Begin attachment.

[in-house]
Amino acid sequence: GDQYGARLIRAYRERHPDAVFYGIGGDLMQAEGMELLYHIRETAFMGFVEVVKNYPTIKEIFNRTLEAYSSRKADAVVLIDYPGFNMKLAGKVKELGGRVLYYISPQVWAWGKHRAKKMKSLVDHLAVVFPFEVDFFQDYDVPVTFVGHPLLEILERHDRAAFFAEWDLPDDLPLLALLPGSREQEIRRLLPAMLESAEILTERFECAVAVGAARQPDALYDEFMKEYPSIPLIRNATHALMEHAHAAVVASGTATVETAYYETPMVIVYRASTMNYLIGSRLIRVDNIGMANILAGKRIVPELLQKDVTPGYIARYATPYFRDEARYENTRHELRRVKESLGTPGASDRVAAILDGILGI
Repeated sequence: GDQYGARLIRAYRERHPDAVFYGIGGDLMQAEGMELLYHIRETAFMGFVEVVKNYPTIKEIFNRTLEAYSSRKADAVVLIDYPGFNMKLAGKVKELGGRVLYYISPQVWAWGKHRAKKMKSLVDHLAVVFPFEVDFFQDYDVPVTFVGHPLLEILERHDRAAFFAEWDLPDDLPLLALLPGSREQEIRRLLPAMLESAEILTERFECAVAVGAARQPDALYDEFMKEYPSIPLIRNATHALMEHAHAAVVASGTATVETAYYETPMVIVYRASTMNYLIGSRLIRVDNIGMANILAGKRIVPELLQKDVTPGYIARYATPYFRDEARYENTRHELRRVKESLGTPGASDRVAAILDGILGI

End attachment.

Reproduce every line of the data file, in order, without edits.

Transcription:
[in-house]
Amino acid sequence: GDQYGARLIRAYRERHPDAVFYGIGGDLMQAEGMELLYHIRETAFMGFVEVVKNYPTIKEIFNRTLEAYSSRKADAVVLIDYPGFNMKLAGKVKELGGRVLYYISPQVWAWGKHRAKKMKSLVDHLAVVFPFEVDFFQDYDVPVTFVGHPLLEILERHDRAAFFAEWDLPDDLPLLALLPGSREQEIRRLLPAMLESAEILTERFECAVAVGAARQPDALYDEFMKEYPSIPLIRNATHALMEHAHAAVVASGTATVETAYYETPMVIVYRASTMNYLIGSRLIRVDNIGMANILAGKRIVPELLQKDVTPGYIARYATPYFRDEARYENTRHELRRVKESLGTPGASDRVAAILDGILGI
Repeated sequence: GDQYGARLIRAYRERHPDAVFYGIGGDLMQAEGMELLYHIRETAFMGFVEVVKNYPTIKEIFNRTLEAYSSRKADAVVLIDYPGFNMKLAGKVKELGGRVLYYISPQVWAWGKHRAKKMKSLVDHLAVVFPFEVDFFQDYDVPVTFVGHPLLEILERHDRAAFFAEWDLPDDLPLLALLPGSREQEIRRLLPAMLESAEILTERFECAVAVGAARQPDALYDEFMKEYPSIPLIRNATHALMEHAHAAVVASGTATVETAYYETPMVIVYRASTMNYLIGSRLIRVDNIGMANILAGKRIVPELLQKDVTPGYIARYATPYFRDEARYENTRHELRRVKESLGTPGASDRVAAILDGILGI